Mark, I don't have any stats on the percentages. Doing in-person pitches is a bit tricky. You want to be confident and out-going, but not annoying and pushy. You've got to be able to look the agent in the eye and not focus on your notes. You have to spend the entire weekend, not just those ten minutes, being friendly, smiling, getting to know other writers, learning, and talking. If you've made an impression on an agent, they're going to spot you some other time during the conference.

    Having said that, I know Mark, so I'm sure he made a great impression on the agents he's visited with. My guess is that your request was a bit above average. Agents will often make a lot of requests for partials during conferences, but few go any further than that. All the more reason to really check the conference out before signing up. If there's only one agent coming who reps your genre, it may not be worth it. But on the other hand, if a conference has 16 agents coming, three in your genre, but they're all powerhouse agents who you know from research rarely take on anyone unless they're recommended to them, your chances are not much better. But in either situation, it's a plus that you're able to open your query letter with "We met at the such and such conference...." If you have a contact with an agent or you attend a class or talk he did at the conference or... whatever your connection is... start your query with that.

  8. I have not thought about getting an agent in a long time. I've known so many people who publish now without one that I'm not even sure I will go that route myself. These were both very informative posts, Helen! Thanks for sharing your thoughts and your wisdom. I always look forward to reading your blog.


  9. That's a great idea. I've never read any of the conference info since I know I won't be attending one any time soon, but now I'll keep my eyes open.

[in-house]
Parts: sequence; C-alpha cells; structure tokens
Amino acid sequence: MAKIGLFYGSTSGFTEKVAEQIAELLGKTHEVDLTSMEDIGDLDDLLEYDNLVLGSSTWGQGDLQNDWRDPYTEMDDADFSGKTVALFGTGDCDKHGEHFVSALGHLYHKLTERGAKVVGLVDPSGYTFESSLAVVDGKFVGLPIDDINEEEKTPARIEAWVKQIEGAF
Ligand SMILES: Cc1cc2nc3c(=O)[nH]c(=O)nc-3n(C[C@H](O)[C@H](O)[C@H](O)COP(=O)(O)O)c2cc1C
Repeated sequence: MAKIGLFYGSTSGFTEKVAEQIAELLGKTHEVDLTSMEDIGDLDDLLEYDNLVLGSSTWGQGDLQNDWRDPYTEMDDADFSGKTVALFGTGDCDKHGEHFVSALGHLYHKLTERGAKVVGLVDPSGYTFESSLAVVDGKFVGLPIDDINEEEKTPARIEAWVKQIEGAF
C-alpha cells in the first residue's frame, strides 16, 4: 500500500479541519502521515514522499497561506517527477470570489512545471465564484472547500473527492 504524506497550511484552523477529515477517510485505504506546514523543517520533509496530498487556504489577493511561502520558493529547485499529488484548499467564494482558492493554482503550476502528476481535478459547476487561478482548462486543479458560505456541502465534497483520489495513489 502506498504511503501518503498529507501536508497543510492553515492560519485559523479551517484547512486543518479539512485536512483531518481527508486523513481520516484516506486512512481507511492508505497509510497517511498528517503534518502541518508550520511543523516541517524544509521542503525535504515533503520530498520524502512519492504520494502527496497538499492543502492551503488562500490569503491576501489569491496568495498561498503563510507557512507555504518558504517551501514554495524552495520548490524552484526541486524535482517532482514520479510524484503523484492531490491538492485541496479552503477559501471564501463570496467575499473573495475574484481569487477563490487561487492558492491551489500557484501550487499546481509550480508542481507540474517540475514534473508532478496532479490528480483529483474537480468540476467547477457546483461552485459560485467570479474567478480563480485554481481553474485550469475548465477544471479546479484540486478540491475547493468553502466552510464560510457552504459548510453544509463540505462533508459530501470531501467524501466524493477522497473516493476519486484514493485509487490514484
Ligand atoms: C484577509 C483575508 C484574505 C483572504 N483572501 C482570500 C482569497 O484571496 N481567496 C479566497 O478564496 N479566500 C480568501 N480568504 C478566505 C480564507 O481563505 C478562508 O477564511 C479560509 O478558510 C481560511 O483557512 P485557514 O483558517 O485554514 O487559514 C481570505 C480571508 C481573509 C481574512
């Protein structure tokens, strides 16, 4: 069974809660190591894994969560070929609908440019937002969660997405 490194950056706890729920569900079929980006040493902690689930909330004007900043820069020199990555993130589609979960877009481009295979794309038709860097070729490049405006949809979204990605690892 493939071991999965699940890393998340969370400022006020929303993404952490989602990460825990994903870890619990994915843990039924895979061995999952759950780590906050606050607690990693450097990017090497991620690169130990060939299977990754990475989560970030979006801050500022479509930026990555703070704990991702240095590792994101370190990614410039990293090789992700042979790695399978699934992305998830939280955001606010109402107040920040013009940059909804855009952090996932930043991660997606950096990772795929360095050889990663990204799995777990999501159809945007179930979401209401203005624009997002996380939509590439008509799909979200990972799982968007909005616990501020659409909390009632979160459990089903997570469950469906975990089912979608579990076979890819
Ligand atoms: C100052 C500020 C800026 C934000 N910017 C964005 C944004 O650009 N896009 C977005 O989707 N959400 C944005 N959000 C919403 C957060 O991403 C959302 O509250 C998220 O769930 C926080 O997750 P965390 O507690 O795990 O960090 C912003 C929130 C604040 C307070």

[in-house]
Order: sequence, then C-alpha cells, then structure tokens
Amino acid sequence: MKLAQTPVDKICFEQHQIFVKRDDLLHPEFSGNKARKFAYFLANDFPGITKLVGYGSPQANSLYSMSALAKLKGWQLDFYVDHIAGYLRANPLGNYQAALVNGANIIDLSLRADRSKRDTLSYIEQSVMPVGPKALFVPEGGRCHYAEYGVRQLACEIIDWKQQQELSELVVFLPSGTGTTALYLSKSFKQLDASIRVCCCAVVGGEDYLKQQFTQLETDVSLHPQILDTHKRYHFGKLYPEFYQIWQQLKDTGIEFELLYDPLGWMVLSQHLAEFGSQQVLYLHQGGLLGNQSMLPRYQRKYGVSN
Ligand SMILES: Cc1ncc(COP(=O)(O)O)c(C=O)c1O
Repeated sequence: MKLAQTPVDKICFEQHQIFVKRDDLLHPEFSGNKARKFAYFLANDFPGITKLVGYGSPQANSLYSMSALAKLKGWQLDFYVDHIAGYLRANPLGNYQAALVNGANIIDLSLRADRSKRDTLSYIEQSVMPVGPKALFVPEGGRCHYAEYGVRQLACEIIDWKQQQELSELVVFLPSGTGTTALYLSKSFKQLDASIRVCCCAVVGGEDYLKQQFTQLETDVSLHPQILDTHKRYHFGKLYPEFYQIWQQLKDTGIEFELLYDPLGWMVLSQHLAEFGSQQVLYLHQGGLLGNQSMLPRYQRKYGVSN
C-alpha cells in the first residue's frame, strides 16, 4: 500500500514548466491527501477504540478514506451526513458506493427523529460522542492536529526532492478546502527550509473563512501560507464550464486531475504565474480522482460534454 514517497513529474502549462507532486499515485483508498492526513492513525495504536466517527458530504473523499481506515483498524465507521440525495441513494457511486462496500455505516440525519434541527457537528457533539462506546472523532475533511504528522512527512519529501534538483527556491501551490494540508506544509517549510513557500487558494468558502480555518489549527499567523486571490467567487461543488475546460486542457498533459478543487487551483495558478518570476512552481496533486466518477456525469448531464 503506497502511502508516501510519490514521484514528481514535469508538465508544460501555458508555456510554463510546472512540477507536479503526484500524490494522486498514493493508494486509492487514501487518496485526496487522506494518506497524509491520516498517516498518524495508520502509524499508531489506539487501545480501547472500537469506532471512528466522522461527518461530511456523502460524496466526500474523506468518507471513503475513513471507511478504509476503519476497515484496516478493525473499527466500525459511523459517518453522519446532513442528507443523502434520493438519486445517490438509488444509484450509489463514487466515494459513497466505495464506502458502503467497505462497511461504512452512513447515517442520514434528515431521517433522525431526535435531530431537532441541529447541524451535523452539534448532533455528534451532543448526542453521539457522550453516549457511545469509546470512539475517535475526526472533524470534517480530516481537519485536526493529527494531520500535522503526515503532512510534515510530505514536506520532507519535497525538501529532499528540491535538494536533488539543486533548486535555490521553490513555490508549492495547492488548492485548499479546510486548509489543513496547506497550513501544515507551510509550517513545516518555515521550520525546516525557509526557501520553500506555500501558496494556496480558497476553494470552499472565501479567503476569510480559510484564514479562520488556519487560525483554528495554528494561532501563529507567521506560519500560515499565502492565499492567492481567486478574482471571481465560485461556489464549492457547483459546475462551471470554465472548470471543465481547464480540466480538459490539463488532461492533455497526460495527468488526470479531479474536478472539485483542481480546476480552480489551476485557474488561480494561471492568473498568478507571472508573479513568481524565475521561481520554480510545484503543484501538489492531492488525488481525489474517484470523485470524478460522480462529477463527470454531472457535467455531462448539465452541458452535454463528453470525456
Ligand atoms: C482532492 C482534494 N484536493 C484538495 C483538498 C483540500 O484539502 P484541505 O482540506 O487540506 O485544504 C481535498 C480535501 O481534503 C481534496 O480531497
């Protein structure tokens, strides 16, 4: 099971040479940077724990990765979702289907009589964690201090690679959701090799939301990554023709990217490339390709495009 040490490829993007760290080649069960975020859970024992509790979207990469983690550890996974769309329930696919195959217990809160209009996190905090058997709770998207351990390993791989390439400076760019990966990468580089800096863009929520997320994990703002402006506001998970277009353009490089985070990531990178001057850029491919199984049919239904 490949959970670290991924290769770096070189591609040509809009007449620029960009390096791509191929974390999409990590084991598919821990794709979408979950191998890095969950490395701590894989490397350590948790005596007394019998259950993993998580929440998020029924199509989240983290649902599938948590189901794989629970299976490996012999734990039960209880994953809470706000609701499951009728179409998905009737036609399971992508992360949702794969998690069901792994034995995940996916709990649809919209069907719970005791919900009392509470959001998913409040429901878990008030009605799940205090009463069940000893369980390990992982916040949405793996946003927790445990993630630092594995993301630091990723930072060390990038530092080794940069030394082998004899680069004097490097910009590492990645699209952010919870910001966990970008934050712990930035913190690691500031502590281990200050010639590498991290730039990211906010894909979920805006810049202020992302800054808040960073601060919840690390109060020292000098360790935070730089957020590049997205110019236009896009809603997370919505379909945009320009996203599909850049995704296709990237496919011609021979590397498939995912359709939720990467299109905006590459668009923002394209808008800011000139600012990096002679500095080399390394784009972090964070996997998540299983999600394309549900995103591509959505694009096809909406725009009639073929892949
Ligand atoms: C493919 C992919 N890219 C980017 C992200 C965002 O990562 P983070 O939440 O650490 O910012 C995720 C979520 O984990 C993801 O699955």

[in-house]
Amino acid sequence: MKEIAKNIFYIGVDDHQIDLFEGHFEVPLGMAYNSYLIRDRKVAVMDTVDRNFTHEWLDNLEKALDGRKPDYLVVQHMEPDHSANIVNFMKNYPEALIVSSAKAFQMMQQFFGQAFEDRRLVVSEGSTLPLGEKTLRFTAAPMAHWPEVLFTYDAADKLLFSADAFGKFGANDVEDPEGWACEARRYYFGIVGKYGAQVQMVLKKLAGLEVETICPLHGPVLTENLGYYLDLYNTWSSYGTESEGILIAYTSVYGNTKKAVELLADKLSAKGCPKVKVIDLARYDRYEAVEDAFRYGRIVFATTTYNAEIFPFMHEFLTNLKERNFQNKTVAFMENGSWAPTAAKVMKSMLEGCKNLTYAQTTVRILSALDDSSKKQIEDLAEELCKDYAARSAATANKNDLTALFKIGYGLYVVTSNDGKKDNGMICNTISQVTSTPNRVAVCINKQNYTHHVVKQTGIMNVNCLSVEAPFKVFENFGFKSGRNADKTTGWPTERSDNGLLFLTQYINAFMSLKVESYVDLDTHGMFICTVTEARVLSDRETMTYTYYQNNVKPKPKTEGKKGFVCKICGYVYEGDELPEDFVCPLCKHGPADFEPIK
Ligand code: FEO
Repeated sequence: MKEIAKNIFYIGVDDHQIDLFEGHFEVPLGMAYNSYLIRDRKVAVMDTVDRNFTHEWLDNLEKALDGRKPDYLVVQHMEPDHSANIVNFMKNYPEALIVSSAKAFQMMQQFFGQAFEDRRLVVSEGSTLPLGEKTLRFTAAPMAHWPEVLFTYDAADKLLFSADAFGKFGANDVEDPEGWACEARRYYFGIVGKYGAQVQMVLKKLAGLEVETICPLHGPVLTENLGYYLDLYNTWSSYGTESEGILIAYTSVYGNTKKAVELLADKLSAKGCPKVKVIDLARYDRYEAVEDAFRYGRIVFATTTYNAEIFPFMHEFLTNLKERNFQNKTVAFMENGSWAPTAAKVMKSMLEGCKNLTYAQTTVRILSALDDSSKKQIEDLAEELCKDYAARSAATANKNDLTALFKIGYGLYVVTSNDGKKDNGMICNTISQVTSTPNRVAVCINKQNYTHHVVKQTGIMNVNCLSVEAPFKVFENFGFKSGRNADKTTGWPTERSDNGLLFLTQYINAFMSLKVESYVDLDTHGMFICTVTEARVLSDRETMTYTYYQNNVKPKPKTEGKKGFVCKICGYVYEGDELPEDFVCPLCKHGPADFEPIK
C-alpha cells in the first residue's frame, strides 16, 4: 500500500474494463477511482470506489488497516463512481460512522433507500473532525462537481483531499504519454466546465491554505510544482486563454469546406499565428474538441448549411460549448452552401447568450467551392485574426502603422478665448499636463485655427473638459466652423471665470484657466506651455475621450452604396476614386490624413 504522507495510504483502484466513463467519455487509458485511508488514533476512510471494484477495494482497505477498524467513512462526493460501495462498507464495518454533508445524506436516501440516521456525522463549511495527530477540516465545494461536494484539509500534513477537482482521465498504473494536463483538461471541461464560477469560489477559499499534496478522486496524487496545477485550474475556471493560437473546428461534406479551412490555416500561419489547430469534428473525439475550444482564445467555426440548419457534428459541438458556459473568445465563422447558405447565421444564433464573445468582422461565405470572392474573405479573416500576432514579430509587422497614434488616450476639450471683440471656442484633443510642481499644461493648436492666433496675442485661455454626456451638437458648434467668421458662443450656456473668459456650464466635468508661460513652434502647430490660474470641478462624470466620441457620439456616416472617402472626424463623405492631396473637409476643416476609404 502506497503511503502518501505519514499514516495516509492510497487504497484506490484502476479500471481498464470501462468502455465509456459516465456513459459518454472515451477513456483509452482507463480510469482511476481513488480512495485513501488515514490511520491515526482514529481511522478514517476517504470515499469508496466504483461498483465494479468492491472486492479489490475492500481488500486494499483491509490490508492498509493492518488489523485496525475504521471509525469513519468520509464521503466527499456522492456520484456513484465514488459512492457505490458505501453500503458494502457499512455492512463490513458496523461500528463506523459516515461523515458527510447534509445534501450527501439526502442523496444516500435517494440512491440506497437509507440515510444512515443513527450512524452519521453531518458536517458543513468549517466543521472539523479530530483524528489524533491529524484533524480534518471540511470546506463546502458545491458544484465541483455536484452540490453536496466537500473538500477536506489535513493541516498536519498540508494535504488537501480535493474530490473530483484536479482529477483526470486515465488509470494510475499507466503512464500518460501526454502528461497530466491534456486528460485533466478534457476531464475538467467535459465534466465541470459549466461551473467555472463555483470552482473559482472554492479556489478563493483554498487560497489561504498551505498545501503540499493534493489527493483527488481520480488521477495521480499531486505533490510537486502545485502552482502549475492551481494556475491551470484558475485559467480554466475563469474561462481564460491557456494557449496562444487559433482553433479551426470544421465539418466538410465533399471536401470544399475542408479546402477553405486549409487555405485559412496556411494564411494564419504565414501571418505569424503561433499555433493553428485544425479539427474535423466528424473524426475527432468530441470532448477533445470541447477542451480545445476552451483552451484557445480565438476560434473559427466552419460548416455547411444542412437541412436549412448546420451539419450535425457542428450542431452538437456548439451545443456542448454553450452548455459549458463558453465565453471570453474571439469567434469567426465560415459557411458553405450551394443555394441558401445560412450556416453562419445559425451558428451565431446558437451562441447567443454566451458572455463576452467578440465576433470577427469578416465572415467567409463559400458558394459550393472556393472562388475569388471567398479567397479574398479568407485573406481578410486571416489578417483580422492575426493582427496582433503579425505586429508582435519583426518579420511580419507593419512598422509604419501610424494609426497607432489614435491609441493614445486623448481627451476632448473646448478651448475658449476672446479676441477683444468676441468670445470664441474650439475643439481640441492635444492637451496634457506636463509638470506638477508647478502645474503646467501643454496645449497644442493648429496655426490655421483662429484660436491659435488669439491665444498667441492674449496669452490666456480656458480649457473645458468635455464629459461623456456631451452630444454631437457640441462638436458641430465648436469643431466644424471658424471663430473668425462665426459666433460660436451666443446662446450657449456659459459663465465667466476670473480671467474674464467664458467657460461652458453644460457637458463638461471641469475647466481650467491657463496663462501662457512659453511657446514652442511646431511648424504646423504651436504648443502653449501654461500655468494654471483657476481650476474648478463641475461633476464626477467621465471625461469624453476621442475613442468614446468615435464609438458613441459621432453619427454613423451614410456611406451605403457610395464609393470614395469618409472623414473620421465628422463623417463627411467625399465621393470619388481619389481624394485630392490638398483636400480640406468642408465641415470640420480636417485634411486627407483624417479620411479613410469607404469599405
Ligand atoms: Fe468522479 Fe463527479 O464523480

Lynnette Labelle

  10. Thanks for the info! Might come in handy someday if I opt to go the agent route.


  11. Hi Jenny, Lynnette, and Lisa. I don't have a conference on my schedule either, but I know eventually I'll go to one. In the meantime, I'm keeping my eyes open and looking to see which ones are "good."

  12. I would dearly love to go to a conference but this is a great idea to check out the bios on a conference flyer.
    The biggest reason I want an agent is because many fantasy houses will not look at a manuscript unless it's from an agent.

  13. Helen, I enjoy reading your blog. One learns as much from the comments, at times,as the blog article.

    One thing reading your blog has shown is the need to do your homework. Familiarize yourself with the paths available out there before walking down them. :-)

  14. Conferences put up the bios online so that attendees can check to see which one they might want to set up a one-on-one with. There's no reason why those of us not going to the conference can't make use of the info! Thanks for stopping by Susan.

  15. Sia, I couldn't agree more with both of your comments! Thank you for being one of those who share with us your comments.